Taking into account the recent application of GST into the taxation structure, it is obvious that the government is pushing for radical financial modernity. GST can be directly tied to this drive for cashless India because an important aspect of the new tax structure is on online payments. The problem arises from the sheer scale of the Indian economy. There are over 51 million Small and Medium Enterprises (SME) in India. Latest data shows that over 68 percent of these 51 million SMEs are still not GST compliant. Mainly because these small-scale undertakings do not have the capital to scale up their businesses and enter the digital space. Tax accountability is a valiant aspiration but formalising whole industries which provide jobs for over 117 million people, simply required the Government to do more for a smoother transition.

The opposite is true for Fintech. All the pointers for a cashless India are placed very positively for Fintech companies to make a killing. A rapid shift for cashless transactions is still underway with the volume of people using these services still on the surge by at least 59 percent since November 2016. Cashless India has so far made a very clear-cut division between the industries it will obviously benefit and also inevitably harm.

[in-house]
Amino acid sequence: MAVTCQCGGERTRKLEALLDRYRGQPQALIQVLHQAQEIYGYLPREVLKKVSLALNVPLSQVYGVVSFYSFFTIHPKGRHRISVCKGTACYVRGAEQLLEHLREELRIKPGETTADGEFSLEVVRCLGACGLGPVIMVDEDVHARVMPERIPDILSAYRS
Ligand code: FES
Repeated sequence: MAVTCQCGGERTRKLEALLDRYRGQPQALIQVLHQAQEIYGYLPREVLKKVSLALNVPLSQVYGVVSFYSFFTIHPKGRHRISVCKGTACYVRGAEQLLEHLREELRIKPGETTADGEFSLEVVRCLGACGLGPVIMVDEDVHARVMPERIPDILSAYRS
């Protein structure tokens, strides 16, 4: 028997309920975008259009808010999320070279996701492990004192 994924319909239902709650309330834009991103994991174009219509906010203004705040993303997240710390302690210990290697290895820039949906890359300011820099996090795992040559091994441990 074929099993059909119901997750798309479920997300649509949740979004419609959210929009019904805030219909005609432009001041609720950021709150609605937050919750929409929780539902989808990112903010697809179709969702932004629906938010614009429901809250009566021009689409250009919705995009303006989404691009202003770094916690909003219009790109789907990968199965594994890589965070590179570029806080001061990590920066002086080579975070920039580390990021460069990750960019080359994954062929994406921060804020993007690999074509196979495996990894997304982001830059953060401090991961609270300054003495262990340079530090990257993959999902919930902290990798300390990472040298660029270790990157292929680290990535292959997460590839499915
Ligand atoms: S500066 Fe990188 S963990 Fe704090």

The current government is radically chasing modernity. The rhetoric it has constructed congeals very well with the grassroots identity of an India that is surging forward. The itinerary of the ruling class is glossed in good intentions for the lifestyle quality of the Indian public. At that level, the question is not really about the potency of cashless India. Development is the basic reason why governments are voted to power. Current state-mandated philosophy of progress is more or less on par with this fundamental facet of our democracy.

However, only 28 percent of the Indian population has access to the Internet. Recent reports even suggest that the number might be fewer than this frequently quoted figure. 240 million people in India have no electricity. 2011 census data shows that 41 percent of 246 million households surveyed did not have bank accounts. It is obvious that this drive for cashless India means leaving a huge chunk of the population behind. For a mechanism that propagates progress, cashless India will increase the urban-rural divide in ways this country has never experienced before.